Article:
Treat your contracts and communication with your clients in the same manner. Make sure your contracts lay out exactly what work you’ll be doing so the client understands completely. And if additional work is needed after the proposal has been finalized, write them in a new proposal for the client to sign.

When things aren’t in writing, problems will occur on both sides.

3. Communicate regularly

Many freelancer-client issues arise simply out of miscommunication. And the number one way to avoid miscommunication is to communicate. When I work with my clients, I like to check in with them regularly. I update them on the project and see if they have any questions or concerns. If any issues do arise, you’ll be aware of them early on and can remedy them quickly.

4. Collect a deposit

Before I begin any project, I always collect a percentage of the project fee upfront. If we lived in an ideal world, everyone would be honest and pay on time. Sadly, we don’t live in that world. There are people who just aren’t able to pay after you complete a job, or intentionally won’t pay you. Collecting a deposit before beginning the project not only limits the downside if they won’t complete the payment, but also shows that this client is capable of paying you.

How to escape a client from hell

It’s certainly hard to leave a client. If you’re like me, that feeling of “giving up” is never easy. There are certain actions you can take to help remedy situations with clients from hell. But it’s important to remember that with some people, they won’t change.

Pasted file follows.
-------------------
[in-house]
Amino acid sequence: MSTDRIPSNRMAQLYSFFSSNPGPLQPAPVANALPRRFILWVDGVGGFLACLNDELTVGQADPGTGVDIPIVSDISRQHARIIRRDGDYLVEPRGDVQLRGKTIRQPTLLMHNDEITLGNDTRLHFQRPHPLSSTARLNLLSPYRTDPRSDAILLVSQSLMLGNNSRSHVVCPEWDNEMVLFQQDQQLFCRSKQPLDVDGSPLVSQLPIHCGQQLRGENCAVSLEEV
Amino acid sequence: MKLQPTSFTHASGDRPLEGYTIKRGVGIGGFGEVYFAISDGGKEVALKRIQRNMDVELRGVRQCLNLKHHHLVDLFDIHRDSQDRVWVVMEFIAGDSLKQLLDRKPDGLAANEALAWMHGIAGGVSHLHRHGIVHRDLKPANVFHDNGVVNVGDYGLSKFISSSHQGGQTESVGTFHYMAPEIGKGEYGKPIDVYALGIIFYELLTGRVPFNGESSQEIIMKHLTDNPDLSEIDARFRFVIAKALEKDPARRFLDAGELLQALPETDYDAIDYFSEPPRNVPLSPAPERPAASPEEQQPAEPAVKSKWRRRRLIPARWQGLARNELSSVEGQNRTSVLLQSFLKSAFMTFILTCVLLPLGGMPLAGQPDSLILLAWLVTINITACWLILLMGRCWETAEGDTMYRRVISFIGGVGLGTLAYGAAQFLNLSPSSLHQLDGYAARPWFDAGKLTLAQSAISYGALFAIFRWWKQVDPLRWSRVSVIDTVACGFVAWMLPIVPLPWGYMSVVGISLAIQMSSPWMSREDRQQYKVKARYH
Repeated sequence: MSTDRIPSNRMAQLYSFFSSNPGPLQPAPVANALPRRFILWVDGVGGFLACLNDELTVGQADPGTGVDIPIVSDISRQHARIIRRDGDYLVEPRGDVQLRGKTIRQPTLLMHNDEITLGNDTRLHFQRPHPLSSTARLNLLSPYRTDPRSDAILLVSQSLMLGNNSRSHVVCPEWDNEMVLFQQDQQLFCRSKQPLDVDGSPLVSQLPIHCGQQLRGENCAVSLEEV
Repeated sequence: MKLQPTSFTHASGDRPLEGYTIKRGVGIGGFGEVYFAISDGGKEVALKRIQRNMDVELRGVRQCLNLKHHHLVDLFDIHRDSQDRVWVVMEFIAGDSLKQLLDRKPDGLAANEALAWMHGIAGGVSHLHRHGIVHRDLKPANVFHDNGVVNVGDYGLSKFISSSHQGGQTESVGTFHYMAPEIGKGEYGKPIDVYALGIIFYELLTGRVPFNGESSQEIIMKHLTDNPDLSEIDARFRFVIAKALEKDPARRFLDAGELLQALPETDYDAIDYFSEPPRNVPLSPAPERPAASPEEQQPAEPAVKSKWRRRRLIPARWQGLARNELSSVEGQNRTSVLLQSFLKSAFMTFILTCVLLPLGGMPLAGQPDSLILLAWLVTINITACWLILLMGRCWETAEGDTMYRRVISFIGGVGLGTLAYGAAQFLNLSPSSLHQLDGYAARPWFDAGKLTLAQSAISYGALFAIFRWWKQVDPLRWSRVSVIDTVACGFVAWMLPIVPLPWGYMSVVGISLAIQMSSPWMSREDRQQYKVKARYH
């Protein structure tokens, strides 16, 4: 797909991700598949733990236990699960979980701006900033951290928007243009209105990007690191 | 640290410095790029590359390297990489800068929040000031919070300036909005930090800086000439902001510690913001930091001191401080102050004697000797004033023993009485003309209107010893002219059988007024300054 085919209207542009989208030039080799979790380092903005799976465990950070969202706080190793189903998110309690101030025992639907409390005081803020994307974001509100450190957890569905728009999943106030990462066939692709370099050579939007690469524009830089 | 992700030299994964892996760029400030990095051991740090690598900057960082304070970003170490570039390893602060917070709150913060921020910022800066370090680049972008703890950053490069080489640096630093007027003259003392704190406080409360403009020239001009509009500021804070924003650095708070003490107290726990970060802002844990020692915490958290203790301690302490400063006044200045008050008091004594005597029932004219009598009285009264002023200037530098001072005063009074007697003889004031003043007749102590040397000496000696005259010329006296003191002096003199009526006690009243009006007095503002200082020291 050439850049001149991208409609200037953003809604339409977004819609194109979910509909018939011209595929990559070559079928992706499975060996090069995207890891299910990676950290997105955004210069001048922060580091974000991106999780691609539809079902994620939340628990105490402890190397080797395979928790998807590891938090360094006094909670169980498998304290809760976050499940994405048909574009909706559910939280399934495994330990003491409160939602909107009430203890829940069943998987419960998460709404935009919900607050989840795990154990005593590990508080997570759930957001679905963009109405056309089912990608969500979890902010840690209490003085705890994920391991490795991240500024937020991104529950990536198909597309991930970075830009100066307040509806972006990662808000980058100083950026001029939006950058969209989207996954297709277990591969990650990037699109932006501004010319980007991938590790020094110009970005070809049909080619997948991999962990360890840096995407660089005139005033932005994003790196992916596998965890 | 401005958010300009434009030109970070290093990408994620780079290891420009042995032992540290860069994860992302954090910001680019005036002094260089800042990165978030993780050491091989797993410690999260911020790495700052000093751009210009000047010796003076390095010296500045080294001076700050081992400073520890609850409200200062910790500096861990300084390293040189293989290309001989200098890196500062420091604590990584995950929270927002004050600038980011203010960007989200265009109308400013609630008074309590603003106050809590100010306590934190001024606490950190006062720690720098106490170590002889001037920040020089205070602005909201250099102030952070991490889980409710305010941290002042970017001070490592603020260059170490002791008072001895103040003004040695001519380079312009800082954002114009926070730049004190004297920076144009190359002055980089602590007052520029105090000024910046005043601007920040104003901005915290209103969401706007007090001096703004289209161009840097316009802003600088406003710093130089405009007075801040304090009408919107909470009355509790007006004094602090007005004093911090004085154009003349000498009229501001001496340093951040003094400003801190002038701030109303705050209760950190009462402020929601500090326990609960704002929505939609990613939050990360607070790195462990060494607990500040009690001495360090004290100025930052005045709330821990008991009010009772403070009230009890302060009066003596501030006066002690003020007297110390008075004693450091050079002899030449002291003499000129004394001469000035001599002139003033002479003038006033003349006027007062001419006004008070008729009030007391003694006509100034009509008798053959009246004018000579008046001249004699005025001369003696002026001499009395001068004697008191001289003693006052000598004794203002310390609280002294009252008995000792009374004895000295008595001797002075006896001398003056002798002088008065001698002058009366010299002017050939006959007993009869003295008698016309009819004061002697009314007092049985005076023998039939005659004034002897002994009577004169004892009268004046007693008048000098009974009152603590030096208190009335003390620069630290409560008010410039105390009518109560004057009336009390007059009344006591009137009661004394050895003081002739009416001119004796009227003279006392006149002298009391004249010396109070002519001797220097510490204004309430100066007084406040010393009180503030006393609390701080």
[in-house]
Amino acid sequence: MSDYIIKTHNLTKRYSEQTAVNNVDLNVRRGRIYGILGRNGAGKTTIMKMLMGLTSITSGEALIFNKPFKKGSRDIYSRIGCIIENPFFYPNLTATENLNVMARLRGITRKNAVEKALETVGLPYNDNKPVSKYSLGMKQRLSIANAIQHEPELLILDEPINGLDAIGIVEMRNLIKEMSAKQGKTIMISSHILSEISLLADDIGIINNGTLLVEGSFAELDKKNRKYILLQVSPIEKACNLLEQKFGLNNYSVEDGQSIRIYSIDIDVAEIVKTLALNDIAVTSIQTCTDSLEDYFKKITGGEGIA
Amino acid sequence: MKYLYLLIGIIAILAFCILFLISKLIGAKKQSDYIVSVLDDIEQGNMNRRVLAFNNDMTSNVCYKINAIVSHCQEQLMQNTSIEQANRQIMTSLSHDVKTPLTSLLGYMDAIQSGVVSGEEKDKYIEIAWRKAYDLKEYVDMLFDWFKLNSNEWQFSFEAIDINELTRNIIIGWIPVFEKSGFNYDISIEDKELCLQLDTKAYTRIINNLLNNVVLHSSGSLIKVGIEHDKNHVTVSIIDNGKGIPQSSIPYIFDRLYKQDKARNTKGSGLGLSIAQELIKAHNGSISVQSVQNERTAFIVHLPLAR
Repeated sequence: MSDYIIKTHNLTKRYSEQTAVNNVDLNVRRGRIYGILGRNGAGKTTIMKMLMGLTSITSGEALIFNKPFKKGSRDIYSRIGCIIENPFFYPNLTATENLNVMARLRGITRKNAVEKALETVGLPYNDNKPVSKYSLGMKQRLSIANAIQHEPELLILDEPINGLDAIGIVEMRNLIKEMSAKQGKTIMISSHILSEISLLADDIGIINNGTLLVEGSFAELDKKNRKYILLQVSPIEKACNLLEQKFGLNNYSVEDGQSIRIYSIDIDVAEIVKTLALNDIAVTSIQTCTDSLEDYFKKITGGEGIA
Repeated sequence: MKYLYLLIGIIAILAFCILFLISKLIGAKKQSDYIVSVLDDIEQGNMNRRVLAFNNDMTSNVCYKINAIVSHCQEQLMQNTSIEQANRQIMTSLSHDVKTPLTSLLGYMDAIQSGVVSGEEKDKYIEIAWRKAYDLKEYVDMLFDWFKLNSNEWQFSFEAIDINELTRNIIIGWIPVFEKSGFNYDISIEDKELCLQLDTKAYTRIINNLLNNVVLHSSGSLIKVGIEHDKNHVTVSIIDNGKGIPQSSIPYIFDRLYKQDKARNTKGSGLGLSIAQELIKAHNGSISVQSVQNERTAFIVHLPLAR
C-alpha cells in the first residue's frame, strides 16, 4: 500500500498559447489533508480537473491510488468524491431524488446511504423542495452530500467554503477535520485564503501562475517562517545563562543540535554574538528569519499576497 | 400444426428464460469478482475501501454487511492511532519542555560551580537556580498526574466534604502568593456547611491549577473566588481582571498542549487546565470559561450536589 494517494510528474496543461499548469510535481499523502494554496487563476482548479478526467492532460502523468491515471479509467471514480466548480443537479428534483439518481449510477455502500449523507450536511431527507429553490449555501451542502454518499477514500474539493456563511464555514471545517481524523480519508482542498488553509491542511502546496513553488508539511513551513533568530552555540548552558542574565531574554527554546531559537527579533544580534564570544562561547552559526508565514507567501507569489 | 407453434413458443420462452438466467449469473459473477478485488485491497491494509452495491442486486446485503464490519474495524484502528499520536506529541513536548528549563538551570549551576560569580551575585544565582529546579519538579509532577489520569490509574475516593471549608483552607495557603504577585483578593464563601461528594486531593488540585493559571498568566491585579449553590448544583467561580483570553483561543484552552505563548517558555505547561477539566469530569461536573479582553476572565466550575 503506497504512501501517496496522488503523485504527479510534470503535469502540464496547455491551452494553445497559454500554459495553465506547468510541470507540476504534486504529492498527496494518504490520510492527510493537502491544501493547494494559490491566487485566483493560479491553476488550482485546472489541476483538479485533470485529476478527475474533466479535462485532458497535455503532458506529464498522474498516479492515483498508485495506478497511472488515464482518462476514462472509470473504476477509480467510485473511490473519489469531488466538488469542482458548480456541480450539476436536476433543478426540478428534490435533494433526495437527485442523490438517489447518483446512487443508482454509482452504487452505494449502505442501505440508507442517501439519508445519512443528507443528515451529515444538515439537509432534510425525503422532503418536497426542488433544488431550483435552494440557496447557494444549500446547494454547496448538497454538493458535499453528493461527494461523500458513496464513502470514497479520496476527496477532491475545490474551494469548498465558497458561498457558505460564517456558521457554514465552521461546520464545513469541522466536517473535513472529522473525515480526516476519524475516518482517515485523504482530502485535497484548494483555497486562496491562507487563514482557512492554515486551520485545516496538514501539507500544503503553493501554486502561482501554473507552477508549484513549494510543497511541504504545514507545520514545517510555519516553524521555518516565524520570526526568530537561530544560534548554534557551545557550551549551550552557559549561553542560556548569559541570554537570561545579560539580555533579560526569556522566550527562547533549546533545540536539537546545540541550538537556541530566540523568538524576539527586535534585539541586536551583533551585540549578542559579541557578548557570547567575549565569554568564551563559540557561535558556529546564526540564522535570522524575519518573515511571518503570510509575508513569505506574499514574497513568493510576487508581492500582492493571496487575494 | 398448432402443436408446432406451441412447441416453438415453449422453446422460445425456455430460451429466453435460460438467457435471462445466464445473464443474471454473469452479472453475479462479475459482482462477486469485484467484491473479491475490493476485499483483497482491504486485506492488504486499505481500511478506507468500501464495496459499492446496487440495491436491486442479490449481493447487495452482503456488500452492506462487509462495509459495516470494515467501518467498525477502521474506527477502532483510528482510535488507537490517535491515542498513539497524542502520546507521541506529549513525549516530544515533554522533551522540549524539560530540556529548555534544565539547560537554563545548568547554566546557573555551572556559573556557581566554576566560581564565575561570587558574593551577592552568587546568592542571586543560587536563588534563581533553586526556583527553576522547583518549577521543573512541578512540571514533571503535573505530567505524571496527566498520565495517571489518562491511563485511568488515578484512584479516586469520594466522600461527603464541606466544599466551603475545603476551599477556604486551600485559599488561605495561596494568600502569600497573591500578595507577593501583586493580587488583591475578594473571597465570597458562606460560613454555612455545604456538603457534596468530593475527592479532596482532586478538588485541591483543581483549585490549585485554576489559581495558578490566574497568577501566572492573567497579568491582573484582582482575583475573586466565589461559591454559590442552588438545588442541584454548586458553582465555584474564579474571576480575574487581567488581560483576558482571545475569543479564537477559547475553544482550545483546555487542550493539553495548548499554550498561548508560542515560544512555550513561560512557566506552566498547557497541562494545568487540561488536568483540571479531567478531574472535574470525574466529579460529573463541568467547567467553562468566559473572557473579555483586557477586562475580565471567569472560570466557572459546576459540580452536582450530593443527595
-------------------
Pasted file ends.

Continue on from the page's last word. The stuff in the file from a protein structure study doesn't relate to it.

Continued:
Here are the ways I handle clients from hell:

1. Don’t respond right away

If you receive an email, phone call, or are in a meeting with a problematic client, end the call, leave the meeting, or just walk away from your computer. Your immediate reaction to your client will not be good (i.e., screaming at them, or writing a berating email).

Instead, take some time to cool down and revisit the situation. You’ll come back level-headed. And your client may come back level-headed as well.

2. Talk with the client

When some freelancers run into an issue with a client, they will just bail. Instead I try to talk with the client and see if we can solve the issue in a reasonable manner. If the client won’t pay, see why they can’t pay and see if you can set up a payment plan of some sorts. If the client is angry at you, maybe there is something else going on in their life. Or maybe they are treating you a certain way because their last freelancer screwed them over and they are worried about it happening again. Just talking with people can diffuse many situations.

In fact, I recommend reading “11 Signs Of Problematic Clients You’ll Meet In Freelancing.”  It’s a great read for any freelancer to get an idea of what clients have to face with freelancers from hell.

3. Fire the client

As I mentioned, in some situations, the client will be so unreasonable that there is no way to remedy the situation. In such a case, you are lucky to be a freelancer. You have the ability to fire the client.

Freelancers are not tied down to one client. They have multiple clients, and can always get more clients. If a client you have is a client from hell, you can kindly let them know that you will no longer be able to work with them. Simple as that.

Final remarks

Being a freelancer has huge ups and downs. You have highs when you finish an exciting project that a client absolutely loves, and lows when you have a client from hell.

It’s important to remember that as a freelancer, you need to protect yourself from these types of clients. It’s never worth losing sleep over a client.

Once you are able to take the steps to avoid working with problematic clients, you’ll find that you attract better clients, who appreciate your work and are willing to pay higher rates. And, in the end, you’ll be much happier.

Brandon Yanofsky is a WordPress developer and entrepreneur. You can read more of his WordPress tips and tricks on his site myWPexpert.com, or check out his WordPress maintenance service at WPRadius.com.

The post How to avoid clients from hell and make freelancing fun again appeared first on Torque.